Donny Deutsch. former CNBC program host and regular guest on MSNBC, says people who voted for President Trump are “like Nazis.” Actor Peter Fonda tweets that the President’s young son should be kidnapped and turned over to pedophiles (he apologized after a huge uproar). Comedian Kathy Griffin displays the President’s head and eventually apologizes (sort of). The President himself regularly tweets any number of true, untrue, half-true, and who-the-heck-knows-what’s-true things every day.
Welcome to what passes for public and political discourse in 2018 America. There’s no question that the 2016 presidential election is still creating a major upheaval in American politics and society.
Salena Zito and Brad Todd considered what happened and took a deep look at the five states where the election was won for Donald Trump – Pennsylvania, Ohio, Wisconsin, Michigan, and Iowa. All five voted for Barack Obama in 2008 and 2016. And they went deeper that statewide results – they went into the counties that flipped from Obama to Trump, and many by large margins. And unlike most mainstream media reporters, they didn’t parachute in from New York or Los Angeles the day after the election, interviewed a few people, and then left. They stayed around, and they talked with people, often I their own homes. They talked with their families and friends, too.
The result of their work and research is The Great Revolt: Inside the Populist Coalition Reshaping American Politics.
They didn’t find Nazis, unless a lot of Nazis voted for Barack Obama in 2008 and 2016. In fact, they didn’t find a “typical” Trump voter at all. What they did find was that people who voted for Donald Trump in the counties in those five states could be broadly classified into seven groups, and, because one of the authors is with an opinion research firm, they gave the groups catchy titles.
The seven are “Red-Blooded and Blue Collared,” “Perot-istas,” “Rough Rebounders,” “Girl Gun Power,” “Rotary Reliables,” “King Cyrus Christians,” and “Silent Suburban Moms.” The chapter on each includes interviews with representative people.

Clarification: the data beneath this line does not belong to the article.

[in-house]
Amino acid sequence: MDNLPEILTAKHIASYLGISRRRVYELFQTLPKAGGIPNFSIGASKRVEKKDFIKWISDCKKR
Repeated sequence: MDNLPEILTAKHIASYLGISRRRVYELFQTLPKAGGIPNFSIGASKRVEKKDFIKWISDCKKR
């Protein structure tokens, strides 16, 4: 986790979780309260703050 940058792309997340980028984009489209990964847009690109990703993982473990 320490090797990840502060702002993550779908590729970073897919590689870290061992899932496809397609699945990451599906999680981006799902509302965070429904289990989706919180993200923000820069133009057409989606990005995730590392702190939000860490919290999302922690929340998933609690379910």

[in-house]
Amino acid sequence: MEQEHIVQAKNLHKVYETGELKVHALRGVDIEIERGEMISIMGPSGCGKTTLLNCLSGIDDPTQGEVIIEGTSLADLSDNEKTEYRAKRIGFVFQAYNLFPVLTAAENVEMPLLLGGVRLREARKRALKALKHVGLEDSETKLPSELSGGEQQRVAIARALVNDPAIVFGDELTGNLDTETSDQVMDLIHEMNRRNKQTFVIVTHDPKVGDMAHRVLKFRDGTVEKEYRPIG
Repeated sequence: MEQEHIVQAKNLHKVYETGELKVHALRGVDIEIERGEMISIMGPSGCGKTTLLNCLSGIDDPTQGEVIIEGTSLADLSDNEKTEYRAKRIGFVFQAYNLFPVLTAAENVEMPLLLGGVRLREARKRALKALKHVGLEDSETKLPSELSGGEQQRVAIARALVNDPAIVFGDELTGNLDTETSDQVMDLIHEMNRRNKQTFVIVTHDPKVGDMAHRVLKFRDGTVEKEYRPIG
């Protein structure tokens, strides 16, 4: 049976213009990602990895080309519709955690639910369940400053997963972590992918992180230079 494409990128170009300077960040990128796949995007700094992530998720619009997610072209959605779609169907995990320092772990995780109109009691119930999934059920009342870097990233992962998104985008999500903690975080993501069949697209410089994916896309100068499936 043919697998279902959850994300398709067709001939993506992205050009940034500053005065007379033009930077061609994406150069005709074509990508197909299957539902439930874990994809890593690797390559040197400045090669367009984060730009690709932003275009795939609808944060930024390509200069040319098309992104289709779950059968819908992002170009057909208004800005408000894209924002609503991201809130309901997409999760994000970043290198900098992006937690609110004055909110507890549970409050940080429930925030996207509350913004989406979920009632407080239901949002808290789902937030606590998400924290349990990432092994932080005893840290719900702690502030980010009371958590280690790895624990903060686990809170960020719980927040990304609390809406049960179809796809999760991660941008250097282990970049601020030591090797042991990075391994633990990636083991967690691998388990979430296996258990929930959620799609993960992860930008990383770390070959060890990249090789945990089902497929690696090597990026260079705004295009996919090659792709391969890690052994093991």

I don’t live in one of those five states, but I recognized every single person they talked with. I know people just like them; I have family members just like them; I go to church with people like them.
And while these groups and the people are markedly different, certain common themes clearly emerged. They don’t trust big corporations. They don’t trust the national and even the local news media. They believe Barack Obama, even though they voted for him, led the country in the wrong direction, and especially when it came to national defense and security and the economy. Many of them own small businesses, and they watched their medical insurance costs skyrocket with Obama care while big corporations were exempted. They saw a playing field tilted against them and the communities they live in and love. They believed they were disdained by the economic and cultural power centers on the coasts. And they saw Hilary Clinton offering more of the same.
Their concerns ran so deep that they could look at Trump’s vulgarity, antics, crazy statements, and tweets and say, yeah, they’re bad, but maybe he’s the one who will blow up what needs to be blown up.
The authors consider these groups, and then they look at the broader implications of what happened in 2016, and what that means for the future.
Zito, a native of Pittsburgh, worked for the Pittsburgh Tribune-Review for 11 years. She joined the New York Post in 2016 and is a political analyst for CNN and a reporter and columnist for the Washington Examiner. Todd is the founding partner of OnMessage, Inc., a national Republican advertising and opinion research firm.
The Great Revolt tells the story of 2016. It suggests that none of the people the authors talked with have changed their minds since the election, and that national mainstream media coverage of Trump – contrary to what journalists and editors might think – is only reinforcing their beliefs.
As a nation, we have moved into uncertain and uncharted waters.
Top illustration: the U.S. electoral map after the 2016 presidential election.